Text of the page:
Featuring an ebullient and combative Stacey Abrams, All In: The Fight for Democracy shows just how determined anti-democratic forces are to ensure that certain groups don't get access to the voting booth.

Music

'Transgender Street Legend Vol. 2' Finds Left at London "At My Peak and Still Rising"

"[Pandemic lockdown] has been a detriment to many people's mental health," notes Nat Puff (aka Left at London) around her incendiary, politically-charged new album, "but goddamn it if I haven't been making some bops here and there!"

Music

Daniel Romano's 'How Ill Thy World Is Ordered' Is His Ninth LP of 2020 and It's Glorious

No, this is isn't a typo. Daniel Romano's How Ill Thy World Is Ordered is his ninth full-length release of 2020, and it's a genre-busting thrill ride.

Music

The Masonic Travelers Offer Stirring Rendition of "Rock My Soul" (premiere)

The Last Shall Be First: the JCR Records Story, Volume 1 captures the sacred soul of Memphis in the 1970s and features a wide range of largely forgotten artists waiting to be rediscovered. Hear the Masonic Travelers "Rock My Soul".

Music

GLVES Creates Mesmerizing Dark Folktronica on "Heal Me"

Australian First Nations singer-songwriter GLVES creates dense, deep, and darkish electropop that mesmerizes with its blend of electronics and native sounds on "Heal Me".

Music

Otis Junior and Dr. Dundiff Tells Us "When It's Sweet" It's So Sweet

Neo-soul singer Otis Junior teams with fellow Kentuckian Dr. Dundiff and his hip-hop beats for the silky, groovy "When It's Sweet".

Music

Lars and the Magic Mountain's "Invincible" Is a Shoegazey, Dreamy Delight (premiere)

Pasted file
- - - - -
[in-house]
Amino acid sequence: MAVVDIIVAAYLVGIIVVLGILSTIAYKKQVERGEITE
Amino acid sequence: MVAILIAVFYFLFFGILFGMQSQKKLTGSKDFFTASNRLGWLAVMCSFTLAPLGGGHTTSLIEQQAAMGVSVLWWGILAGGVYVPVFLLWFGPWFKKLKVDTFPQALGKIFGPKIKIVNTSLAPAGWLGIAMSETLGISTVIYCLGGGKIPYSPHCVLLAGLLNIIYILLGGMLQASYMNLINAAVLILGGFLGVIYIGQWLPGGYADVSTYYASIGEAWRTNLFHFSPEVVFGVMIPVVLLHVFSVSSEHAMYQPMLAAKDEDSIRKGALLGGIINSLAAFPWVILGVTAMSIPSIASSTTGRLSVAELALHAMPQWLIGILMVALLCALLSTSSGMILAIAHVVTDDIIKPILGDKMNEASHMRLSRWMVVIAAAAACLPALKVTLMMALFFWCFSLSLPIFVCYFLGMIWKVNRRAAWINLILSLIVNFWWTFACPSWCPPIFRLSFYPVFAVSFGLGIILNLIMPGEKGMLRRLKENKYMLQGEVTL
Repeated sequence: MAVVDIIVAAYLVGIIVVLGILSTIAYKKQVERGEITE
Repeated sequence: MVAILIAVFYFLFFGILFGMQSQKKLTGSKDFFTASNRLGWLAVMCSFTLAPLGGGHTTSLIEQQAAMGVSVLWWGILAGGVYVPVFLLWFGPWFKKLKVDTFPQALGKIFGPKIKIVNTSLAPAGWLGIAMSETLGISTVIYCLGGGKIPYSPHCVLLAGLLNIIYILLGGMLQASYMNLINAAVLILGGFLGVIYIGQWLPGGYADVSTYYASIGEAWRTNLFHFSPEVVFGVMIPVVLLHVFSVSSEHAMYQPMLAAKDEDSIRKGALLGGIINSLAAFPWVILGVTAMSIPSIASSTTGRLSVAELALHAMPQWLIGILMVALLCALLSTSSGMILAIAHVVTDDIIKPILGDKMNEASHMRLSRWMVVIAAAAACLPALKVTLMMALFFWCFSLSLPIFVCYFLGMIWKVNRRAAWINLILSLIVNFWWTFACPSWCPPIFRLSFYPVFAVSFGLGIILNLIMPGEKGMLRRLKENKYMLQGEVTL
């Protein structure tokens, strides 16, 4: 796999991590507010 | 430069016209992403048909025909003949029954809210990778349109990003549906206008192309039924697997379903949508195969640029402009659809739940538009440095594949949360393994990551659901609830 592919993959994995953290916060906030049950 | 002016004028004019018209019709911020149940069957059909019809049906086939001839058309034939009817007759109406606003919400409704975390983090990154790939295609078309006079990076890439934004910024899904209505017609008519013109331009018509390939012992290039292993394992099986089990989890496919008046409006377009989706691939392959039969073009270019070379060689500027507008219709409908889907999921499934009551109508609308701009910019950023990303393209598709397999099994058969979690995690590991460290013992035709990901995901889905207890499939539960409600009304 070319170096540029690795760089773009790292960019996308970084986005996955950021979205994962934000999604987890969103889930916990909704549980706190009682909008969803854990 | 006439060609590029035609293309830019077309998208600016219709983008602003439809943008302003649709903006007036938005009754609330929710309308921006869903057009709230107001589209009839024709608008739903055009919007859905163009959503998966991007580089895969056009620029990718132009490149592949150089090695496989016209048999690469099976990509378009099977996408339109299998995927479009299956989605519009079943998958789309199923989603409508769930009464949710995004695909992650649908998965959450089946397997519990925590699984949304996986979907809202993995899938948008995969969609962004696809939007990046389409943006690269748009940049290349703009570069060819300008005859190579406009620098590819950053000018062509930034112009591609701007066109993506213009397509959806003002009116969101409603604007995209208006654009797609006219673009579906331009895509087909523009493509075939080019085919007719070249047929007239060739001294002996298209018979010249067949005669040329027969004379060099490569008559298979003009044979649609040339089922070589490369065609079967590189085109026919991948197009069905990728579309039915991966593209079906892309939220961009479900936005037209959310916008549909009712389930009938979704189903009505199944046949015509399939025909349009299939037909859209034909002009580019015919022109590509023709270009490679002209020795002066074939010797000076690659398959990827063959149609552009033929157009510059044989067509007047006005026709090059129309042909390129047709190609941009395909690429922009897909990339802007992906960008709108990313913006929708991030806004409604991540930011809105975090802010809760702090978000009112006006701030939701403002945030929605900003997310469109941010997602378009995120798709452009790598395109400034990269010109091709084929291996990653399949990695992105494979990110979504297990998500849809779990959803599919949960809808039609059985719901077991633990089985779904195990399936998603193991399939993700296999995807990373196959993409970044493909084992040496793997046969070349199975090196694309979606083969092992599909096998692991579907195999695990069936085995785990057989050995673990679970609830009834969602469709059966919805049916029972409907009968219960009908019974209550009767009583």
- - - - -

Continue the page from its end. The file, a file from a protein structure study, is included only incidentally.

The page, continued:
Dutch space pop/psychedelic band Lars and the Magic Mountain share the dreamy and gorgeous "Invincible".

Film

What 'O Brother, Where Art Thou?' Gets Right (and Wrong) About America

Telling the tale of the cyclops through the lens of high and low culture, in O'Brother, Where Art Thou? the Coens hammer home a fatalistic criticism about the ways that commerce, violence, and cosmetic Christianity prevail in American society .

Music

Alexander Wren's "The Earth Is Flat" Wryly Looks at Lost Love (premiere + interview)

Singer-songwriter Alexander Wren's "The Earth Is Flat" is a less a flat-earther's anthem and more a wry examination of heartache.

Music

Big Little Lions' "Distant Air" Is a Powerful Folk-Anthem (premiere)

Folk-pop's Big Little Lions create a powerful anthem with "Distant Air", a song full of sophisticated pop hooks, smart dynamics, and killer choruses.

Music

The Flat Five Invite You to "Look at the Birdy" (premiere)

Chicago's the Flat Five deliver an exciting new single that exemplifies what some have called "twisted sunshine vocal pop".

Music

Brian Bromberg Pays Tribute to Hendrix With "Jimi" (premiere + interview)

Bass giant Brian Bromberg revisits his 2012 tribute to Jimi Hendrix 50 years after his passing, and reflects on the impact Hendrix's music has had on generations.

Jedd Beaudoin
Music

Shirley Collins' ​'Heart's Ease'​ Affirms Her Musical Prowess

Shirley Collins' Heart's Ease makes it apparent these songs do not belong to her as they are ownerless. Collins is the conveyor of their power while ensuring the music maintains cultural importance.

Books

Ignorance, Fear, and Democracy in America

Anti-intellectualism in America is, sadly, older than the nation itself. A new collection of Richard Hofstadter's work from Library of America traces the history of ideas and cultural currents in American society and politics.

By the Book

Democratizing Our Data: A Manifesto (excerpt)

Just as big tech leads world in data for profit, the US government can produce data for the public good, sans the bureaucracy. This excerpt of Julia Lane's Democratizing Our Data: A Manifesto will whet your appetite for disruptive change in data management, which is critical for democracy's survival.

Julia Lane

Reviews
Collapse Expand Reviews



Features
Collapse Expand Features

PM Picks
Collapse Expand Pm Picks

© 1999-2020 PopMatters.com. All rights reserved.
PopMatters is wholly independent, women-owned and operated.